COBRA is designed to provide health insurance for former employees and their families who don't have an alternative for other coverage. Employers with 20 or more employees must comply with COBRA rules and need to decide if they will handle COBRA internally or hire a third party administrator. Before you can make a decision for your company there are three key elements to consider.
1. Penalties for non-compliance
Small mistakes in COBRA administration lead to large penalties from two different federal agencies. The IRS can levy an excise tax of $100 per day and the Department of Labor (DOL) can levy civil penalties of $110 per day for non-compliance to COBRA rules. In addition to the IRS and DOL, a company also faces monetary judgements, attorney's fees and court costs related to COBRA noncompliance.
2. Critical COBRA Touchpoints
COBRA is complex and involves many moving parts and pieces. There are four key notices critical to COBRA administration. Each is important as failing to handle any one item correctly will expose your company to the penalties described above.
- COBRA General Notice - Describes the COBRA rights someone will have if they lose group health coverage. This notice must be sent to any new employee and their spouse who become enrolled in one of your group health plans. It is critical that you can prove this notice was provided because if you cannot, you will lose a court case even if you followed every other COBRA rule.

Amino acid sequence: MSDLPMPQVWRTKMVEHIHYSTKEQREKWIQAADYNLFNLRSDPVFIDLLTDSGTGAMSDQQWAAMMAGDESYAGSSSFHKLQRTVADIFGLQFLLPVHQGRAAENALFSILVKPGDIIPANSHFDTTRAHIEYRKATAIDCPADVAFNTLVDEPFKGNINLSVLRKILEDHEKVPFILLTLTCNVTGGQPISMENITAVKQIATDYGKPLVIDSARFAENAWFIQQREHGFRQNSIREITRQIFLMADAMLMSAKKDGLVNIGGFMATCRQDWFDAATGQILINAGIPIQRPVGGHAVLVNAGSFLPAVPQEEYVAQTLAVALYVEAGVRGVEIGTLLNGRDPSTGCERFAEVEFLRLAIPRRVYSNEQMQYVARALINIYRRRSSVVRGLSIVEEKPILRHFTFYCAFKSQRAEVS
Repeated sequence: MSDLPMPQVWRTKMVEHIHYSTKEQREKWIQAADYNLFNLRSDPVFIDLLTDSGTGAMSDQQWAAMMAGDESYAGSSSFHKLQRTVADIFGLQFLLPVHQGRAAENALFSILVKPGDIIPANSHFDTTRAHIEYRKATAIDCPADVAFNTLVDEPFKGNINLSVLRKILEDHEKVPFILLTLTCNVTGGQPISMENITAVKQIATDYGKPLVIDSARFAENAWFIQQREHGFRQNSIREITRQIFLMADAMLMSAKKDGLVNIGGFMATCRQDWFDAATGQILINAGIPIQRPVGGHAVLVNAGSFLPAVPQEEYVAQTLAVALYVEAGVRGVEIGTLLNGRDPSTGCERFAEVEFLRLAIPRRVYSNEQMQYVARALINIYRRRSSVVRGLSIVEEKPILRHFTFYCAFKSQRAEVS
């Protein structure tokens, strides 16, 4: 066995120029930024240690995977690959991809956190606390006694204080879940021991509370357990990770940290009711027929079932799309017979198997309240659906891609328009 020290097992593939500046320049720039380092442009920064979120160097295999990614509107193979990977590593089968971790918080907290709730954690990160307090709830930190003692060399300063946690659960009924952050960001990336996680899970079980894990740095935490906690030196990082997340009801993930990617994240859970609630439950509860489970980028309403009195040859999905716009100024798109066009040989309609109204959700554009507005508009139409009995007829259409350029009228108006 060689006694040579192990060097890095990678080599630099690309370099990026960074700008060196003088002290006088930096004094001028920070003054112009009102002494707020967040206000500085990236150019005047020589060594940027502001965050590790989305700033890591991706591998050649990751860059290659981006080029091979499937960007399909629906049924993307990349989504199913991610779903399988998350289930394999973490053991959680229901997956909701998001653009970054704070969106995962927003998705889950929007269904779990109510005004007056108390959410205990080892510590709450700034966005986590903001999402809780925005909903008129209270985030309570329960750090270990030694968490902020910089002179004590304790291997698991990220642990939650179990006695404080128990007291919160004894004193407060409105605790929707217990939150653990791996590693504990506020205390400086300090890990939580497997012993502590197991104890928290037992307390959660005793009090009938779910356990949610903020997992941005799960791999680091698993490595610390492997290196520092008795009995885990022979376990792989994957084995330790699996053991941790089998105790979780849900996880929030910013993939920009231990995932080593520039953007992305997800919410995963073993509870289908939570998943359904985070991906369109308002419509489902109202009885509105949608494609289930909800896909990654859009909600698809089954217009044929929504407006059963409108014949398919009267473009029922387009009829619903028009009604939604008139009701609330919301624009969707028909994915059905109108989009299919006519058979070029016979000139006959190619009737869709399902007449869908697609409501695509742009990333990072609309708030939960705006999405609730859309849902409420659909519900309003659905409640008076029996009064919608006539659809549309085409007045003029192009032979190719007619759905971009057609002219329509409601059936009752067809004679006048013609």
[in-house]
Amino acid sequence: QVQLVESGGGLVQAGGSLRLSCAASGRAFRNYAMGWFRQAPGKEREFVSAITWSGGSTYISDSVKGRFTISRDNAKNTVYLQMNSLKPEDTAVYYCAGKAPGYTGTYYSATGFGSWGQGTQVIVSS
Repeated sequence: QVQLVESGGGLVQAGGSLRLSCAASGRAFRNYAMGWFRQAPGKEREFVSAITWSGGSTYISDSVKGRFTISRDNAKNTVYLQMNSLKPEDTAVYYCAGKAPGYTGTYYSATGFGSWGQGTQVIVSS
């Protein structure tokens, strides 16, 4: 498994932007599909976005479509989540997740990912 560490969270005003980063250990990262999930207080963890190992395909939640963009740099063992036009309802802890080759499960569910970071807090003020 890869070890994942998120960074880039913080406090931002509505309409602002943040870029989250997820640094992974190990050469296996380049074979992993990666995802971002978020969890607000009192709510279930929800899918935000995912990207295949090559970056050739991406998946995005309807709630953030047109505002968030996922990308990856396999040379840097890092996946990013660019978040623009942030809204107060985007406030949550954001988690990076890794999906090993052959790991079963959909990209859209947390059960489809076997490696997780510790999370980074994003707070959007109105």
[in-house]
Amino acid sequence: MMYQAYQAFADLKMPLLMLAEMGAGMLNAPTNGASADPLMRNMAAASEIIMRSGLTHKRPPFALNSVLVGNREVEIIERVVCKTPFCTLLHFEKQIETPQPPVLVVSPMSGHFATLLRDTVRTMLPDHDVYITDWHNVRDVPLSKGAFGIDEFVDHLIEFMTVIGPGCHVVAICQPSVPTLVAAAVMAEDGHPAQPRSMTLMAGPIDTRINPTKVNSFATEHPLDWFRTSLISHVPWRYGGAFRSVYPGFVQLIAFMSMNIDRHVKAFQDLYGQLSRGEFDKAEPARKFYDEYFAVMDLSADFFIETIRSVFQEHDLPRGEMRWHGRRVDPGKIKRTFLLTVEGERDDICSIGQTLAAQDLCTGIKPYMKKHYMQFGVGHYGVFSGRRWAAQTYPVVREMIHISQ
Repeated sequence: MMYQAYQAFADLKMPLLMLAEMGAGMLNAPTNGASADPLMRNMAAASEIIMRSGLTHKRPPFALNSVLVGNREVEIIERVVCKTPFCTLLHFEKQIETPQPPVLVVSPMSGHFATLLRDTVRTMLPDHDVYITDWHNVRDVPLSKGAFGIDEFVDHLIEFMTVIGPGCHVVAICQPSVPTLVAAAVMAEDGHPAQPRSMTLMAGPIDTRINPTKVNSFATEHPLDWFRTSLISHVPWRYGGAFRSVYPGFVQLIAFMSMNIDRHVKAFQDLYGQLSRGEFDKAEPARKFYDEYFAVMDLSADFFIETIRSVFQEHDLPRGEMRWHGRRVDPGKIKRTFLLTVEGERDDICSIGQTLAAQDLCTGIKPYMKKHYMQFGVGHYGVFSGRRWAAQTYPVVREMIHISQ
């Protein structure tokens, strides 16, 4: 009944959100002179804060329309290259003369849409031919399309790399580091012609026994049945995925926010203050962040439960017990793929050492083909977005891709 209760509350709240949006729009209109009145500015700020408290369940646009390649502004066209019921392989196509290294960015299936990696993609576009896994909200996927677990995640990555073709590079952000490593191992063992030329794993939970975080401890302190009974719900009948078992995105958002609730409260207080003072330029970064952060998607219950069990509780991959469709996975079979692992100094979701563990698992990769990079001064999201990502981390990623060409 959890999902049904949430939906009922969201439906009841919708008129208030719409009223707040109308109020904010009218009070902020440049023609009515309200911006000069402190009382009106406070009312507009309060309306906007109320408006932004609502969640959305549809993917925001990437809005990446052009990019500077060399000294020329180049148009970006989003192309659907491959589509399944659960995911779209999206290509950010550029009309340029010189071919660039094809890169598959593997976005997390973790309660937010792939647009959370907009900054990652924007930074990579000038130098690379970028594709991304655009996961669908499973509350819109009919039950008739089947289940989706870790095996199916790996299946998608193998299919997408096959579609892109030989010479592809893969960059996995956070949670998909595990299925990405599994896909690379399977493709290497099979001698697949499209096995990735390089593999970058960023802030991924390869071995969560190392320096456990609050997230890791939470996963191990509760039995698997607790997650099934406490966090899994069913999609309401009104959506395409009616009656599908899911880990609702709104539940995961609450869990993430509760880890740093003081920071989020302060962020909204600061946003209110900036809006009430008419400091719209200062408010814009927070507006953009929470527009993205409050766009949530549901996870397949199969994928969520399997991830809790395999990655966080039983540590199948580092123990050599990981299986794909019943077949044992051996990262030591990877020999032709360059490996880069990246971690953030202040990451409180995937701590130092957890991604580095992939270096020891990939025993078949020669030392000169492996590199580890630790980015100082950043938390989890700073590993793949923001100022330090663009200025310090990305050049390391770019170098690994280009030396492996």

- COBRA Qualifying Event Notice and Election Notice - Outlines the qualifying event that occurred, provides time lines for election, and explains how continuation coverage through COBRA operates. You must be able to prove this notice was sent and track the day it was sent.
- COBRA Notice of Early Termination - If someone on COBRA terminates coverage prior to their 18, 29, or 36 months of maximum coverage this notice must be provided explaining why their coverage is terminating early and on what date it will terminate.
- Open Enrollment - COBRA participants should go through open enrollment just like a regular employee at your company. They should be given the opportunity to change coverage, add/drop dependents, and make any other change allowable during open enrollment.
3 - Does it make financial sense to administer COBRA internally?
Administering COBRA internally requires following resources and expertise:
- Staff to send notices, process payments, take calls, and audit
- Systems to track deadlines, notice dates, and interaction with COBRA members
- Legal advice to review notices, handle complicate situations and monitor changes in COBRA law
- Expertise in COBRA administration, knowing how to handle Social Security Disability Extensions, Medicare interaction with COBRA, as well as
Outsourcing COBRA administration is a wise choice in terms of mitigating risk and allowing Human Resource teams to focus on other areas of the business that need attention. If you would like more information about outsourcing COBRA click on the button below.